Published in an edition of 1,000 copies by Massachusetts’ Penmaen Press in 1979, Robert Coover’s odd 36-page short story “Charlie in the House of Rue” reads like a Little-Tramp-meets-Grand-Guignol scenario for a silent movie Charlie Chaplin never made. Coover calls it an “unfilmed black-and-white movie” and the American Repertory Theater admits that bringing it to the stage (rather than the screen) presented enormous challenges. That this adaptation of Coover’s antic surreal tale fails, then, is not at all surprising. The technically halfhearted staging indeed never captures the story’s disturbing elements of cruelty and impending doom.
The production attempts to combine still and moving projections with live action, and both suffer. Most of the black-and-white projections are thrown onto a front scrim. Peering through the blur of mostly meaningless images to watch actors making unconvincing attempts at silent-movie acting grows increasingly irritating, and the production’s 77 minutes seemed all but endless.
Catchwords such as deconstruction, postmodern and multimedia magic have been attached to the production to no avail. The results are bland and earthbound, and, as is true of Coover’s original, one questions the point of the exercise. If it’s to aver that much comedy, particularly slapstick, is firmly rooted in anti-social cruelty, we already know that (seen any Tom and Jerry cartoons lately?).
There’s also a major problem right at the heart of A.R.T.’s production: Thomas Derrah’s Charlie Chaplin as the Little Tramp. He doesn’t come near to suggesting the genius of Chaplin or even looking like his most famous character.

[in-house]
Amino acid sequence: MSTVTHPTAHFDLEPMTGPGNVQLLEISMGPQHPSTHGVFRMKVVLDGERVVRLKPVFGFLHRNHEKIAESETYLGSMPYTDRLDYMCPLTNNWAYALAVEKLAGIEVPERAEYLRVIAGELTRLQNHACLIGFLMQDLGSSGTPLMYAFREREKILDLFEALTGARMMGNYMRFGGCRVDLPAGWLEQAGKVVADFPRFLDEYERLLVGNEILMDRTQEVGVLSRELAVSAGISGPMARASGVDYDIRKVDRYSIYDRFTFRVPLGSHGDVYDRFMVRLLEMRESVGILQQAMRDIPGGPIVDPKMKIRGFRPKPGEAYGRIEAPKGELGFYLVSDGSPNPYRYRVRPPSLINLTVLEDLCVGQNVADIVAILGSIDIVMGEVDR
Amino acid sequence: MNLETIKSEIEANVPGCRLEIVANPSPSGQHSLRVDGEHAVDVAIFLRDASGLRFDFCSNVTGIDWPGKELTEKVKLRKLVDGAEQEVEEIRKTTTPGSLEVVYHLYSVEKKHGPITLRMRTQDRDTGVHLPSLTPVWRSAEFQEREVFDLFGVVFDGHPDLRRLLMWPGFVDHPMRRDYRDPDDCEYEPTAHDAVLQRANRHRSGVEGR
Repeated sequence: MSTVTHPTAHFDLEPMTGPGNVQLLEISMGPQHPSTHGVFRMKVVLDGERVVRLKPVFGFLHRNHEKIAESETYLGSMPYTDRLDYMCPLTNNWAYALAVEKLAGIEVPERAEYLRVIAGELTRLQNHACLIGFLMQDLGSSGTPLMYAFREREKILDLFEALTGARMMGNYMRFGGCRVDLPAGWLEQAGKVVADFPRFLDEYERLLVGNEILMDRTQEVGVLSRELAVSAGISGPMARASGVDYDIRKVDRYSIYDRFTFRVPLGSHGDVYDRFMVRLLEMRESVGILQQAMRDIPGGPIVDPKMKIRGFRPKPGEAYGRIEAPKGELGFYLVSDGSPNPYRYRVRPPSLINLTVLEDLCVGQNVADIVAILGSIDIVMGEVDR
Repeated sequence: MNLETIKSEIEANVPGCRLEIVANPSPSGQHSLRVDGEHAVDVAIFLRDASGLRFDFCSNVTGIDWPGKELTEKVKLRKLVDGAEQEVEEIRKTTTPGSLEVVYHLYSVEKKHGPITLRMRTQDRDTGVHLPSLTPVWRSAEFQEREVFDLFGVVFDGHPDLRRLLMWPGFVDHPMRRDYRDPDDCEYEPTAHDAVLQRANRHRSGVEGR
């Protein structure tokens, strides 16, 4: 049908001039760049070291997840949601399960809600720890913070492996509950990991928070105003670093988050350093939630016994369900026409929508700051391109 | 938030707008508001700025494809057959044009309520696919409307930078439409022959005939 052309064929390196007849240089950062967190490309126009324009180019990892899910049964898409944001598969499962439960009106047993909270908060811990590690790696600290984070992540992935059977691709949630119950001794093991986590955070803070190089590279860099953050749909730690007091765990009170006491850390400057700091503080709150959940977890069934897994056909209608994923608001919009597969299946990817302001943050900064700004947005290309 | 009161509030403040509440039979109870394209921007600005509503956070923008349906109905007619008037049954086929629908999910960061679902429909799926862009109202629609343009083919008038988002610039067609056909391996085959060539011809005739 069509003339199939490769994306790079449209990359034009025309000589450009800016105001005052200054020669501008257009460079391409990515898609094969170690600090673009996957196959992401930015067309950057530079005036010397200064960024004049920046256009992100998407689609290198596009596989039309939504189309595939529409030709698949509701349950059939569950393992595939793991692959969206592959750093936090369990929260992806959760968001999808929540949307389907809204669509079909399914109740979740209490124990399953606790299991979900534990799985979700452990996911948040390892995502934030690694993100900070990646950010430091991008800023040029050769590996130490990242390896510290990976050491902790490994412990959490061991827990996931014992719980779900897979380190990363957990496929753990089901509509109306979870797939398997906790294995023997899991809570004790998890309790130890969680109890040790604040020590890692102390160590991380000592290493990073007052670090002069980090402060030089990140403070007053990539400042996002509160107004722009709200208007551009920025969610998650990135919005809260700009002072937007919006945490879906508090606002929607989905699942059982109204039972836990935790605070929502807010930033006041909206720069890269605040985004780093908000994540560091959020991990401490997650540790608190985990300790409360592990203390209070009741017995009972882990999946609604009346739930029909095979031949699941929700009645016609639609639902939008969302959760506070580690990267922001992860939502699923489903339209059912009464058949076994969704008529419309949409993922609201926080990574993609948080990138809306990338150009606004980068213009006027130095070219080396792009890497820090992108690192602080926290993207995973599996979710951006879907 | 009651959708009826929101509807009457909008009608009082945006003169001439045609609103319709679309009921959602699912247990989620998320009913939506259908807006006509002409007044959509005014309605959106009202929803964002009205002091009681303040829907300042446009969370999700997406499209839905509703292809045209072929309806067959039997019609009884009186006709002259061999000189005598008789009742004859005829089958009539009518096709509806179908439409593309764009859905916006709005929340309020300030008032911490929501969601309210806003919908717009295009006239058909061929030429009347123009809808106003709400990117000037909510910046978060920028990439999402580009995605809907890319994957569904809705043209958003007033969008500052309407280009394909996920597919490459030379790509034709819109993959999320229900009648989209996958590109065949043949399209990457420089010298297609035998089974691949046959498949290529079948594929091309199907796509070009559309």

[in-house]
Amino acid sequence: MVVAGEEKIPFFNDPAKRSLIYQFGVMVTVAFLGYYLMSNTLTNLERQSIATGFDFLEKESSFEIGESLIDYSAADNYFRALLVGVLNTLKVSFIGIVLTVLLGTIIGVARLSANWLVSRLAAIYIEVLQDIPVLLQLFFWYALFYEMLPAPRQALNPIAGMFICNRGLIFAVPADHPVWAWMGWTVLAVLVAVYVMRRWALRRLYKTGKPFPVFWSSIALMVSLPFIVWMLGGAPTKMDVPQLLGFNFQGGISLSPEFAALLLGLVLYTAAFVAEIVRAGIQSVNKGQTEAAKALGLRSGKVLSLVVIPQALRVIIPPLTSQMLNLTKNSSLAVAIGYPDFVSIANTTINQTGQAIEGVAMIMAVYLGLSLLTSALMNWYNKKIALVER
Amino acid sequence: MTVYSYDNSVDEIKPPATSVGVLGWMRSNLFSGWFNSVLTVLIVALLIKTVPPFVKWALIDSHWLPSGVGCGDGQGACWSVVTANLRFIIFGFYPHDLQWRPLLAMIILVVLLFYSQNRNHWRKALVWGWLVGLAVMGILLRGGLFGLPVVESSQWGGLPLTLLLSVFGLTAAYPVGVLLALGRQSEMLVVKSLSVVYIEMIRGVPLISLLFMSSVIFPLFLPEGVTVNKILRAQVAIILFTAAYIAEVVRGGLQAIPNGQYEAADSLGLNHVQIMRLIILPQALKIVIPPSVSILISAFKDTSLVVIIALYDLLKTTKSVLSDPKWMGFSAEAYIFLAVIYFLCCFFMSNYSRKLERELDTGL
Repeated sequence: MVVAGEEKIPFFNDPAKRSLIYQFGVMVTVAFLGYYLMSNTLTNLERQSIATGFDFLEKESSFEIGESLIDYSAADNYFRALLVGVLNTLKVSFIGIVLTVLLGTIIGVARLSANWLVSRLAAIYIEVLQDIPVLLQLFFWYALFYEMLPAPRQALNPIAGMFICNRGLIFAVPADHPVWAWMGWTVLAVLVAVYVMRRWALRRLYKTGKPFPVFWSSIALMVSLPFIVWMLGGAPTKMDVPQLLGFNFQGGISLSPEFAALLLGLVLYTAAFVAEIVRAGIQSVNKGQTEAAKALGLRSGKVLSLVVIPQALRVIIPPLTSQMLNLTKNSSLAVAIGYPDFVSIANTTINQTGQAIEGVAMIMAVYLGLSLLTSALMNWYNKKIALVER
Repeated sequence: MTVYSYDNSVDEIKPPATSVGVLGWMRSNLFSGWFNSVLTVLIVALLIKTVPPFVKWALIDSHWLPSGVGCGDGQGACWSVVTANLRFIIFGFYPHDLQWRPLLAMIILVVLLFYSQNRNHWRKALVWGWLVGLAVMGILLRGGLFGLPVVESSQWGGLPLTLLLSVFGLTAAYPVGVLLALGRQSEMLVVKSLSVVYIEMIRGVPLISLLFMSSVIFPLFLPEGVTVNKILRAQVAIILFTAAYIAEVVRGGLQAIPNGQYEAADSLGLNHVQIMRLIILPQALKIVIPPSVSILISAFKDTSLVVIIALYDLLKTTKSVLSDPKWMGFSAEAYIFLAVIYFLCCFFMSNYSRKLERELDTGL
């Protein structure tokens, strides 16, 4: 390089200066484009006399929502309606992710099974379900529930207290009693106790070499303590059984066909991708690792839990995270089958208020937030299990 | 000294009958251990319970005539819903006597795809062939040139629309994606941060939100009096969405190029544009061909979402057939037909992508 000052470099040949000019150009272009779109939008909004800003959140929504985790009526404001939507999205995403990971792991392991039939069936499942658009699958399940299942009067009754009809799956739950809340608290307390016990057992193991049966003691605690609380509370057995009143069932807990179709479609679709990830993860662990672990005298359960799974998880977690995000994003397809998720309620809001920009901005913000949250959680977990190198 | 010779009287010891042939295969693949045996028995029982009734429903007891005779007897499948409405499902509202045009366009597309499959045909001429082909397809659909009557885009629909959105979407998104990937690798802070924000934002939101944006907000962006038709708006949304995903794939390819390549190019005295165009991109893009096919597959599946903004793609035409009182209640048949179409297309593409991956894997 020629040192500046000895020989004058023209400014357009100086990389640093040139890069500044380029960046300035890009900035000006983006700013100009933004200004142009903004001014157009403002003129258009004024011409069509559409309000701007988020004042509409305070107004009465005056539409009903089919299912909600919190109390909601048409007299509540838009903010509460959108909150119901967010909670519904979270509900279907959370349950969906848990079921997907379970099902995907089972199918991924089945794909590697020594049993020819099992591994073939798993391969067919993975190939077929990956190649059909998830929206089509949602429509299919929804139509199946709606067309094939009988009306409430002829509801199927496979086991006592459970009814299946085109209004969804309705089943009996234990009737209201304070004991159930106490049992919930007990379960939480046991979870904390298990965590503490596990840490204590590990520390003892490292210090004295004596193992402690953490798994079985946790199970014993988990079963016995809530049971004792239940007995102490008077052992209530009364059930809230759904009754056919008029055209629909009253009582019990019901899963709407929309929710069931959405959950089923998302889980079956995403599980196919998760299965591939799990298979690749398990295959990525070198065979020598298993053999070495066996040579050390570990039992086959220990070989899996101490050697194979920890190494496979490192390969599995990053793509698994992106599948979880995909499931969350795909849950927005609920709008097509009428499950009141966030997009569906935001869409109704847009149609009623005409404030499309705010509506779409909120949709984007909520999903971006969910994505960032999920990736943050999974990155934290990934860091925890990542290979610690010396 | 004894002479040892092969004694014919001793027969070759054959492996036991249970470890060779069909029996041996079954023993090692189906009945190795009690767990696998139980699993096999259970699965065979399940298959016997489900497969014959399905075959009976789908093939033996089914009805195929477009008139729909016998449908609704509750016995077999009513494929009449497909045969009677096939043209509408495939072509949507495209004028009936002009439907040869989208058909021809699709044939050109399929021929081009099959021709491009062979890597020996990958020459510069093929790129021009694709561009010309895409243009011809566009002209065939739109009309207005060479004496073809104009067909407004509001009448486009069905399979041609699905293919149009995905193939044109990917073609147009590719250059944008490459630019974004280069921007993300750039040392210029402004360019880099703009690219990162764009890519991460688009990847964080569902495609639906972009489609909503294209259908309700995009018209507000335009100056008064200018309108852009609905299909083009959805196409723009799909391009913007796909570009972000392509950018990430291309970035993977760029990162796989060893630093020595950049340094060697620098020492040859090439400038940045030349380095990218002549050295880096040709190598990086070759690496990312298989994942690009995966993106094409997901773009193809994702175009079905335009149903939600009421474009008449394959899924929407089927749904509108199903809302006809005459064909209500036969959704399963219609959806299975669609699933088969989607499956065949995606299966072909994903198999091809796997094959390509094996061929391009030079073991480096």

In his story, Coover presents Charlie in a gloomy mansion going through a series of ever-more alarming and uncontrollable events. He careens from room to room, for the most part being ignored by the characters he meets: a suicidal romantic heroine, an obese bald man (who urinates copiously at one point), a sexy maid (who in the book flashes her bare buttocks at Charlie), a drunken old man whose eyes eventually pop out (during which there seems to be a filmed reference to the notorious eyeball-cutting scene in the 1928 Bunuel-Dali film “Un Chien Andalou”) and a slapstick policeman fishing in the bathroom.
Poor old Charlie has a sorry time of it, ending by clinging to the suspended dead body of the heroine. In an ultimate misstep, he speaks the final words of Coover’s story: “What kind of place is this? Who took the light away? And why is everybody laughing?” But no one is laughing and nothing onstage has been remotely convincing.
Music is heard throughout, primarily that of composer Bill Frissell, which does give the proceedings a jazzy, compulsive beat. Snippets of other music, from Bach to silent-movie gems, are also used, along with sound effects. But the more elements that are combined, the less effective the production becomes. Clearly, this sorry “Charlie” should have been left on the page rather than exposed to the cruel, unforgiving gaze of the stage.